Sanchez left the Secret Service in 2013 and then worked with professional services firm PwC. The outlet shared that he’s now the director of TorchStone, a security company that promises to “reduce our clients’ risk before something bad happens.” Sanchez is also listed as a director at the Texas-based Professional Protection and Investigations.

The Invictus Games are being held in The Hague through April 22. It was reported that the duchess would only stay for a few days and then return to the couple’s two children in California.

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Meghan, Duchess of Sussex and Prince Harry, Duke of Sussex watch the sitting volley ball competition on Day 2 of the Invictus Games 2020 at Zuiderpark on April 17, 2022, in The Hague, Netherlands. 

Meghan, Duchess of Sussex and Prince Harry, Duke of Sussex watch the sitting volley ball competition on Day 2 of the Invictus Games 2020 at Zuiderpark on April 17, 2022, in The Hague, Netherlands. 
(Max Mumby/Indigo/Getty Images)

In February, lawyers for Harry told a court hearing that he was unwilling to bring his children to his homeland because it is not safe. The prince launched a legal challenge to the U.K. government’s refusal to let him personally pay for police protection in Britain.

At the time, Harry’s legal team said he wants to bring his son Archie and daughter Lilibet to his home country from the United States but thinks it would be too risky without police protection.

Senior members of Britain’s royal family are given taxpayer-funded police protection, but Harry lost that when he and Markle stepped down as working royals and moved to the United States in 2020. The couple said their decision was due to what they described as unbearable intrusions and racist attitudes of the British media.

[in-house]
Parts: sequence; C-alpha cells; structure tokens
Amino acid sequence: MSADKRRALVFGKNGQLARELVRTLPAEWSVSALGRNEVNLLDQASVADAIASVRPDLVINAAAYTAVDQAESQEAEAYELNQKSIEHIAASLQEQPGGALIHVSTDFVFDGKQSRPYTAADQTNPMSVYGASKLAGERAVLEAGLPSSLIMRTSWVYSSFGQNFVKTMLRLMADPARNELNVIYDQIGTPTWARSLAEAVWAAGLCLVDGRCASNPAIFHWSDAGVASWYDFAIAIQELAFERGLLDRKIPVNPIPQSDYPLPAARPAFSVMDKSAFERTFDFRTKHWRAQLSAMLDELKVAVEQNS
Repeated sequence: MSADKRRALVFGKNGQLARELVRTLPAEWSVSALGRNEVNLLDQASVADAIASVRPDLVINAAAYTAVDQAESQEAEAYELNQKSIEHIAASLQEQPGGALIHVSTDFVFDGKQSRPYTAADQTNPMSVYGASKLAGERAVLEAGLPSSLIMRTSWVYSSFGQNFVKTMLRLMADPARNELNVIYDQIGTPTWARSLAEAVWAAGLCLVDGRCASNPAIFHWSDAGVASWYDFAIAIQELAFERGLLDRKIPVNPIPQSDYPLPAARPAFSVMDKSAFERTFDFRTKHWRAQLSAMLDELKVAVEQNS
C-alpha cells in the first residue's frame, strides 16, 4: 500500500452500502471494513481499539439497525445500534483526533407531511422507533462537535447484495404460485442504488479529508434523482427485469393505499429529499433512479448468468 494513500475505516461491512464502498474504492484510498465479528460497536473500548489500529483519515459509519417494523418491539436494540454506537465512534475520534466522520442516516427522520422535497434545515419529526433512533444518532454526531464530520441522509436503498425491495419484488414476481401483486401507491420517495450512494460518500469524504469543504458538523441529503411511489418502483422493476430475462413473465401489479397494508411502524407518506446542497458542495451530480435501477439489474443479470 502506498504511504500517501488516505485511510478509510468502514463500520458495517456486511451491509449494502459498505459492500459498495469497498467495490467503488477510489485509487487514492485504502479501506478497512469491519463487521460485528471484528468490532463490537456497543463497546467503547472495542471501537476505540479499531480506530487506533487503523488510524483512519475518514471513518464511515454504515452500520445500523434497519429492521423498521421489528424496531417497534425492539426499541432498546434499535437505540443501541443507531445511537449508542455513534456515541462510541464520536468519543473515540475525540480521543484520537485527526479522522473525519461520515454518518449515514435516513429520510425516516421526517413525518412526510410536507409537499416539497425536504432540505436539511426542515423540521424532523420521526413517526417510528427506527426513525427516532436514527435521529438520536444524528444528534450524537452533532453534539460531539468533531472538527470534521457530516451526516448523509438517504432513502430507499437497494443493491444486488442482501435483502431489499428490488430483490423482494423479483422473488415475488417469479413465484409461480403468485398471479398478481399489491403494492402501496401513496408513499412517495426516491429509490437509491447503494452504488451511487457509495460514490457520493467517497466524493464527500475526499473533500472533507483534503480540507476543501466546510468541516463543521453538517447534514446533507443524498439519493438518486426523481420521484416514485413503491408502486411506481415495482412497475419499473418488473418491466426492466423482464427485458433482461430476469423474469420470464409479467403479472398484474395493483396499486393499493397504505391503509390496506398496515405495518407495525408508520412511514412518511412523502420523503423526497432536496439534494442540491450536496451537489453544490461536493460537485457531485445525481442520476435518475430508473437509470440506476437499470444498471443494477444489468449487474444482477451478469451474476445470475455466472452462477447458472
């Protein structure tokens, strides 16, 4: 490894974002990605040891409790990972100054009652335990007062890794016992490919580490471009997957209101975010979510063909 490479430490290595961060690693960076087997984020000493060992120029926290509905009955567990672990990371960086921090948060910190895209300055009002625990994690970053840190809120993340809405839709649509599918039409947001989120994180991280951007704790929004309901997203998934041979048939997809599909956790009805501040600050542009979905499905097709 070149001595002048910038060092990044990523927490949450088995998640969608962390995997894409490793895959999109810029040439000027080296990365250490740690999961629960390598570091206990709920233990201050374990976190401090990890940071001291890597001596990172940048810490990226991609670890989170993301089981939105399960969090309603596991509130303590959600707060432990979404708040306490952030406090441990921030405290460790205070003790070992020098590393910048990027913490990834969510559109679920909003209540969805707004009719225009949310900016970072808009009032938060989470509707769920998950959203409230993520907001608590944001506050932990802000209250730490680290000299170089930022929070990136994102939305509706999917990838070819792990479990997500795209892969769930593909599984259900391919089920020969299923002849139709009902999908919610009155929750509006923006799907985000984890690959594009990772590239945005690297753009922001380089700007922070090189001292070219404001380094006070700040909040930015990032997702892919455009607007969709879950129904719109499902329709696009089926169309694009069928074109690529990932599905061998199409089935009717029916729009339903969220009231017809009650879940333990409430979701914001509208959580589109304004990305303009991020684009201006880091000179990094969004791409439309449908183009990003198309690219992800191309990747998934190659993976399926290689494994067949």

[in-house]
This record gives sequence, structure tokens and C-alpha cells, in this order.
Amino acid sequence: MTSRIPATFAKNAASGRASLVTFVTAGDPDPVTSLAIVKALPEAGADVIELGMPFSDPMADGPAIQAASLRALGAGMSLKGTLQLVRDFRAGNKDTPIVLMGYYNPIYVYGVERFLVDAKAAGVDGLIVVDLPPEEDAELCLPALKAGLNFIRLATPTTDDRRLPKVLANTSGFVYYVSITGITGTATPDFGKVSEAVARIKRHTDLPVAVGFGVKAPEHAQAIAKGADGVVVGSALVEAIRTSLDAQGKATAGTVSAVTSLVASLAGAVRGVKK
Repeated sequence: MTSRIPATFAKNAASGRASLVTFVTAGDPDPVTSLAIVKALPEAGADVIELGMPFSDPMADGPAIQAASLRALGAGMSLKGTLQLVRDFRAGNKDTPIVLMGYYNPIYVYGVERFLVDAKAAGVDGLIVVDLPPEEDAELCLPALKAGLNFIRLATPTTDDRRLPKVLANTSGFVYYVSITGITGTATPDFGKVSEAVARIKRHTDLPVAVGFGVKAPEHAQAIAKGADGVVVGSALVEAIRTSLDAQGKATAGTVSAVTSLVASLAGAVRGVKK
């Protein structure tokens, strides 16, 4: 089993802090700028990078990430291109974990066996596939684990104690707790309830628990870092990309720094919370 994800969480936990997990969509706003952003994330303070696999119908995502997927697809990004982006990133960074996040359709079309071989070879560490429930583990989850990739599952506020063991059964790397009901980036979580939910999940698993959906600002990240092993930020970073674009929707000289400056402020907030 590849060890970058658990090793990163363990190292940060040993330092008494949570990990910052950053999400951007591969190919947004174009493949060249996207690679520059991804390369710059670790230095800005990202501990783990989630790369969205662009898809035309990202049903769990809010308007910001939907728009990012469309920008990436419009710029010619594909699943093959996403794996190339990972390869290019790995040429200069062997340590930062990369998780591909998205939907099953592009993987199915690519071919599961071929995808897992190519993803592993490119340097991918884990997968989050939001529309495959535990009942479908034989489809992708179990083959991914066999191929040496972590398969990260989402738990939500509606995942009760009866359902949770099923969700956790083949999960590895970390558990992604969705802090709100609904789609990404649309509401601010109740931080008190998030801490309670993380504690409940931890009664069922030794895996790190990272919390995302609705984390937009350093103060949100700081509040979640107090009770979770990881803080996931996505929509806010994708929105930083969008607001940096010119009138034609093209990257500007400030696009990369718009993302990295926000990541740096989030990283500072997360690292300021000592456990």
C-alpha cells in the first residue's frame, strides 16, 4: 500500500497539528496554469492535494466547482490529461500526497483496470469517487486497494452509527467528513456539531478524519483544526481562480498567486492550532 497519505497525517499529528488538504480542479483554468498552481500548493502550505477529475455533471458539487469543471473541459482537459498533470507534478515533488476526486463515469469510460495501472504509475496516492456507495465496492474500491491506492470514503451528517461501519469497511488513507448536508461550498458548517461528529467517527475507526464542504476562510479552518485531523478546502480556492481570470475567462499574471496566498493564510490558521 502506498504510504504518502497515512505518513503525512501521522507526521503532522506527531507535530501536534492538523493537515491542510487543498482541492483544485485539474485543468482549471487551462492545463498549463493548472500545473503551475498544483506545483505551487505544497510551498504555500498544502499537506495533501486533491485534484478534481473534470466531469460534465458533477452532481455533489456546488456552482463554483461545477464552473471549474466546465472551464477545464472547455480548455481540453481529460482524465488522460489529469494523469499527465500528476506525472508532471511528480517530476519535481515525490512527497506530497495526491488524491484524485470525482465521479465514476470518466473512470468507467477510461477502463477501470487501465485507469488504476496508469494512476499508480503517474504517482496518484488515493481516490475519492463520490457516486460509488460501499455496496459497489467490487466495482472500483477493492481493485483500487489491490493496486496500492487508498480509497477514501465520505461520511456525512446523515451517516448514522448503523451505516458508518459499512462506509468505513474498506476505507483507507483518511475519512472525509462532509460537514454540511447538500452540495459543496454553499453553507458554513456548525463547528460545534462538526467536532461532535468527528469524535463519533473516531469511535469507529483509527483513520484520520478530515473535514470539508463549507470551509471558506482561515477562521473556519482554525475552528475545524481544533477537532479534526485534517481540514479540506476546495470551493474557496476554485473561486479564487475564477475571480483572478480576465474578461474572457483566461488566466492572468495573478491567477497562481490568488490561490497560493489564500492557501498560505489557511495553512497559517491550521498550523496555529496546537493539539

Harry noted that his private security team in the U.S. doesn’t have adequate jurisdiction abroad or access to U.K. intelligence information.

PRINCE HARRY, MEGHAN MARKLE MAKE FIRST PUBLIC APPEARANCE IN EUROPE SINCE STEPPING BACK AS SENIOR ROYALS

Prince Harry, second left, and Meghan Markle, Duke and Duchess of Sussex, arrive at the Invictus Games venue in The Hague, Netherlands, Friday, April 15, 2022. 

Prince Harry, second left, and Meghan Markle, Duke and Duchess of Sussex, arrive at the Invictus Games venue in The Hague, Netherlands, Friday, April 15, 2022. 
(AP Photo/Peter Dejong)

During a hearing at the High Court in London, Harry’s lawyer, Shaheed Fatima, said the prince “does not feel safe when he is in the U.K. given the security arrangements applied to him.”

“It goes without saying that he does want to come back to see family and friends and to continue to support the charities that are so close to his heart,” she said. “Most of all, this is and always will be, his home.”

A lawyer representing the British government, Robert Palmer, called Harry’s claim “unarguable and unmeritorious.”

Palmer said in a written submission that Harry’s offer to pay for police security was irrelevant because “personal protective security by the police is not available on a privately financed basis.”

The Associated Press contributed to this report.